Successful Dutch singer-songwriter Ane Brun has graced a number of cosy apartments on the circuit while Belgium’s up-and-coming troubadour The Bony King of Nowhere has been known to strum his stuff in the odd parlor.

“As a host, you are most welcome to express your preferences for which kind of music you want, but we don’t want the host to become responsible for creating a bill of artists so we mostly confer with the host and book the bands we think will work,” said Jonkheer. “We normally mix it up with well-known artists and newcomers, so the new guys can have the experience of appearing with established acts, and we continue to book acts as we’ve always done, mainly from the alternative music scene.”

The living rooms concerts don’t only provide a service and entertainment in private houses for people who want an intimate musical experience, they also give singers and groups the chance to play live in an usual setting and bring their music to new audiences.

“We had the idea from the start that we would balance the promotion of bands with the service aspect of the business, giving the promotion and entertainment sides equal importance in our plan,” said Jonkheer. “It seems to be a very popular model because, although there’s no data to support this, more venues are looking to the living room concerts as a model for how they present and promote bands.

He also noted that some bands now playing in large venues on the club circuit were completely unknown before they played in living rooms.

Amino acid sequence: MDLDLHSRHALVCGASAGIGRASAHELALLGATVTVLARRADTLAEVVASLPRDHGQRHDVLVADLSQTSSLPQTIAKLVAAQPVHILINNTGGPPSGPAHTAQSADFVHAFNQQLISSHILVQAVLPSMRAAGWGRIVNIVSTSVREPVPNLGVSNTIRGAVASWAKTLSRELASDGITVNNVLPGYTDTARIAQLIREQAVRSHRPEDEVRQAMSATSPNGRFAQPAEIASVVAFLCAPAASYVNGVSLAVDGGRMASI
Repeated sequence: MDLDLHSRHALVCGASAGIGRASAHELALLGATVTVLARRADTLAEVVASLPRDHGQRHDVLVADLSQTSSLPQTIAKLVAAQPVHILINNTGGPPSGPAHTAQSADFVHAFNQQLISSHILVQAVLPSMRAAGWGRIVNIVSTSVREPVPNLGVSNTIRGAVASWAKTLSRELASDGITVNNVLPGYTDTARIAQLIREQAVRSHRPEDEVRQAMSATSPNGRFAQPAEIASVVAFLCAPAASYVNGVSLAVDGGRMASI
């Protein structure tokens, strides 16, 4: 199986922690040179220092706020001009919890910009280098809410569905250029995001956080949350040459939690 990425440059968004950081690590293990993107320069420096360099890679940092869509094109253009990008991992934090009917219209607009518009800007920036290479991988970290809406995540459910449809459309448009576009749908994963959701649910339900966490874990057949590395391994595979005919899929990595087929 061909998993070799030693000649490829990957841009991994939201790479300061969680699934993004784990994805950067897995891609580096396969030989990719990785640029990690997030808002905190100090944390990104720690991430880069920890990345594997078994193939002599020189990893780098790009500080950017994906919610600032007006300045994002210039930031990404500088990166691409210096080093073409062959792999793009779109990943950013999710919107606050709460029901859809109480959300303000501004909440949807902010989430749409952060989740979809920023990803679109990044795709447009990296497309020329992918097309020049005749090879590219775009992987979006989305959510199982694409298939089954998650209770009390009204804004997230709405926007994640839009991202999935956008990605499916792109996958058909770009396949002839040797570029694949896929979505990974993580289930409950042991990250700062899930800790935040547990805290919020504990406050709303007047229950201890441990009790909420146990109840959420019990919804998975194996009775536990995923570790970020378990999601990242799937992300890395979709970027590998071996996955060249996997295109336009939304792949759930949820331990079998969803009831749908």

With the living room concept taking off in a big way, Jonkheer and his regional organizers have had to come up with other ideas as to how they can serve the growing demand for house concerts. From putting on one show a month in 2002, the team now puts on about 90 shows a year.

In an attempt to keep things fresh, the organizers have now branched out to provide the LiYLR Tour, a ten-date tour schedule for artists and bands wanting to play in living rooms throughout the Netherlands and Belgium. The LiYLR team plans the tour to the band’s specifications and arranges living rooms and dates tailored to their needs.

“The Live in Your Living Room Tour is based on the idea that the artist or the act is the client and they can come to us and say, ‘we want a tour of about ten living rooms, playing in these cities, and we’re available on these dates.’ Then we work it out,” Jonkheer said.

The tour concept was started just this year and the fifth tour is already in the works.

In addition, the living room concept is spreading further afield – even to New York, where the team’s first festival took place in September. The idea is to promote Dutch and Belgian bands in New York who wouldn’t find it easy to set up a tour on their own. Barcelona is the next city on the list for a mini home-concert festival.

“We had seven living room concerts in one week, and we hope to do that again in April,” Jonkheer said of the New York project. “We’re now planning for the next one and we’ve already had 25 bands applying, including some quite well-known bands who are really looking to get spotted in the States.”

Lee Mason played in the New York festival and Marcel Mulder can attest to its success.

“We did a series of 10 concerts and had a wonderful experience over there,” Mulder said. “Doing house concerts, The New Island Festival, and playing living rooms…I’m still in contact with people who attended our concerts and liked the music and also with musicians we played with. People were so enthusiastic that they are now arranging stuff with record-companies and so on. I am quite sure that if we would have only done clubs, this would not have happened.”

As the project goes from country to country, it seems ever more likely that you will soon be able to catch a band in a living room near you in the future – maybe even in your own.

First published on Deutsche Welle: www.dw.de